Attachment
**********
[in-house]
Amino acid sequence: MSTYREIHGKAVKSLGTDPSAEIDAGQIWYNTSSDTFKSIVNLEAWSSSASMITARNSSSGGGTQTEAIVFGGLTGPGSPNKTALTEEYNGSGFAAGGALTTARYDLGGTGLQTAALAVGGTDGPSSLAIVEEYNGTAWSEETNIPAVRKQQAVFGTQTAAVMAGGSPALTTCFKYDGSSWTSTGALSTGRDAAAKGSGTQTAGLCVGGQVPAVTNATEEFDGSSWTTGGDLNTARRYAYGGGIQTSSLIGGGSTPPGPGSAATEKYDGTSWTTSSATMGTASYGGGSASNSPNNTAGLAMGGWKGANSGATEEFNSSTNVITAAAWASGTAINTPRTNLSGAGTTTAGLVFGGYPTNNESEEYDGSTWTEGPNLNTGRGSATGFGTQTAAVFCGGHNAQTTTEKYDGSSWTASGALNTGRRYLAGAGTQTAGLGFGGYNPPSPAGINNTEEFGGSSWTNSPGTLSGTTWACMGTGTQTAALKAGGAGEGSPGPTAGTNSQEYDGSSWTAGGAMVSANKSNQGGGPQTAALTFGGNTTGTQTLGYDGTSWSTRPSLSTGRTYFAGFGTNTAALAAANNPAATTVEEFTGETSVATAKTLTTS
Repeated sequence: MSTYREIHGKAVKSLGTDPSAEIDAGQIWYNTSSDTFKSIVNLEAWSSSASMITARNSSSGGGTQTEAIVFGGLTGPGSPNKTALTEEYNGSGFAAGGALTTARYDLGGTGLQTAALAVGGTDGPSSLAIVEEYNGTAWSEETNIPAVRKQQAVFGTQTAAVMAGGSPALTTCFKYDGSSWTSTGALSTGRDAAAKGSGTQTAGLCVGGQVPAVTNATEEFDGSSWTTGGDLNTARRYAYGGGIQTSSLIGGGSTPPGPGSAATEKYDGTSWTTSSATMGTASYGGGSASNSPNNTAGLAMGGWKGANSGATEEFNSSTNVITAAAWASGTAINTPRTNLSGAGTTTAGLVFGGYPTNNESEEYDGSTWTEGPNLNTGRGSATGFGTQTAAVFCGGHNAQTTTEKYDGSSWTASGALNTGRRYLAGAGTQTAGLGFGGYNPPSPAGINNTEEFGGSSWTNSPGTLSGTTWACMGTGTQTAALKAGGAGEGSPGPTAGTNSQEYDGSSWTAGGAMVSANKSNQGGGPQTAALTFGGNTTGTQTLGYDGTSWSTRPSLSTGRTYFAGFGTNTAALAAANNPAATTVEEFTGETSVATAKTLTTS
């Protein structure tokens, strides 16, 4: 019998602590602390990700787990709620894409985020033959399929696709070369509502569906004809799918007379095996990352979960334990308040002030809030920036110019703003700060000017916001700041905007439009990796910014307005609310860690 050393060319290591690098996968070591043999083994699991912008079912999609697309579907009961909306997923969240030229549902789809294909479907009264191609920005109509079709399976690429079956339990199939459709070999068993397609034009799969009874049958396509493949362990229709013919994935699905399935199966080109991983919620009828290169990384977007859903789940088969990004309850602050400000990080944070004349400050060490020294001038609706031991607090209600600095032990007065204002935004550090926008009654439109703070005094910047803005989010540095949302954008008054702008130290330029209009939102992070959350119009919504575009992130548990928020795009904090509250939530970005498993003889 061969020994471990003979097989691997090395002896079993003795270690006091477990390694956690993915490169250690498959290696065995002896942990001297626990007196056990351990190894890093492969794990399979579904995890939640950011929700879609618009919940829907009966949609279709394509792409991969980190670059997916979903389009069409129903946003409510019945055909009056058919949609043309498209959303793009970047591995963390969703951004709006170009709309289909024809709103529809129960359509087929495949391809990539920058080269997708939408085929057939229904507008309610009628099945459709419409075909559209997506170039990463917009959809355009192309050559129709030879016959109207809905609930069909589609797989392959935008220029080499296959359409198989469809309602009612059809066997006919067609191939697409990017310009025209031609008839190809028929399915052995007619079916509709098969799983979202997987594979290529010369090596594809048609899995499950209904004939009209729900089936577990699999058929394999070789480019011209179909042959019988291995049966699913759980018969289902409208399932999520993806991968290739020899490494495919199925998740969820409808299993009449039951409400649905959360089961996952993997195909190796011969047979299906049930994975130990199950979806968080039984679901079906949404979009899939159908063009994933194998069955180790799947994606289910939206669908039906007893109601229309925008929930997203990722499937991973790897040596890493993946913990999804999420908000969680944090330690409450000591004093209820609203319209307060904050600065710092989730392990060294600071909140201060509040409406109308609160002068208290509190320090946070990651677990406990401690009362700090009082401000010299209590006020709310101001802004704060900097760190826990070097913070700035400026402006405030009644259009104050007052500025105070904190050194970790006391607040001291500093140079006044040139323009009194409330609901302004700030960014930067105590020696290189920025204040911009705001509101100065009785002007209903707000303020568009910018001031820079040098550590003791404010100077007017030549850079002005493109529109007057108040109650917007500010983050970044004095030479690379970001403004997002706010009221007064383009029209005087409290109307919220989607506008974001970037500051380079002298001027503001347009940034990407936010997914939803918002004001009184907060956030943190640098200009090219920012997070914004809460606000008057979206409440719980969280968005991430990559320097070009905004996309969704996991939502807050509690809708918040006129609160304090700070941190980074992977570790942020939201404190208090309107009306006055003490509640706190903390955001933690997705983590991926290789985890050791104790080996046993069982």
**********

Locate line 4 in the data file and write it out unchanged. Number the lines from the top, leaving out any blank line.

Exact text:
């Protein structure tokens, strides 16, 4: 019998602590602390990700787990709620894409985020033959399929696709070369509502569906004809799918007379095996990352979960334990308040002030809030920036110019703003700060000017916001700041905007439009990796910014307005609310860690 050393060319290591690098996968070591043999083994699991912008079912999609697309579907009961909306997923969240030229549902789809294909479907009264191609920005109509079709399976690429079956339990199939459709070999068993397609034009799969009874049958396509493949362990229709013919994935699905399935199966080109991983919620009828290169990384977007859903789940088969990004309850602050400000990080944070004349400050060490020294001038609706031991607090209600600095032990007065204002935004550090926008009654439109703070005094910047803005989010540095949302954008008054702008130290330029209009939102992070959350119009919504575009992130548990928020795009904090509250939530970005498993003889 061969020994471990003979097989691997090395002896079993003795270690006091477990390694956690993915490169250690498959290696065995002896942990001297626990007196056990351990190894890093492969794990399979579904995890939640950011929700879609618009919940829907009966949609279709394509792409991969980190670059997916979903389009069409129903946003409510019945055909009056058919949609043309498209959303793009970047591995963390969703951004709006170009709309289909024809709103529809129960359509087929495949391809990539920058080269997708939408085929057939229904507008309610009628099945459709419409075909559209997506170039990463917009959809355009192309050559129709030879016959109207809905609930069909589609797989392959935008220029080499296959359409198989469809309602009612059809066997006919067609191939697409990017310009025209031609008839190809028929399915052995007619079916509709098969799983979202997987594979290529010369090596594809048609899995499950209904004939009209729900089936577990699999058929394999070789480019011209179909042959019988291995049966699913759980018969289902409208399932999520993806991968290739020899490494495919199925998740969820409808299993009449039951409400649905959360089961996952993997195909190796011969047979299906049930994975130990199950979806968080039984679901079906949404979009899939159908063009994933194998069955180790799947994606289910939206669908039906007893109601229309925008929930997203990722499937991973790897040596890493993946913990999804999420908000969680944090330690409450000591004093209820609203319209307060904050600065710092989730392990060294600071909140201060509040409406109308609160002068208290509190320090946070990651677990406990401690009362700090009082401000010299209590006020709310101001802004704060900097760190826990070097913070700035400026402006405030009644259009104050007052500025105070904190050194970790006391607040001291500093140079006044040139323009009194409330609901302004700030960014930067105590020696290189920025204040911009705001509101100065009785002007209903707000303020568009910018001031820079040098550590003791404010100077007017030549850079002005493109529109007057108040109650917007500010983050970044004095030479690379970001403004997002706010009221007064383009029209005087409290109307919220989607506008974001970037500051380079002298001027503001347009940034990407936010997914939803918002004001009184907060956030943190640098200009090219920012997070914004809460606000008057979206409440719980969280968005991430990559320097070009905004996309969704996991939502807050509690809708918040006129609160304090700070941190980074992977570790942020939201404190208090309107009306006055003490509640706190903390955001933690997705983590991926290789985890050791104790080996046993069982």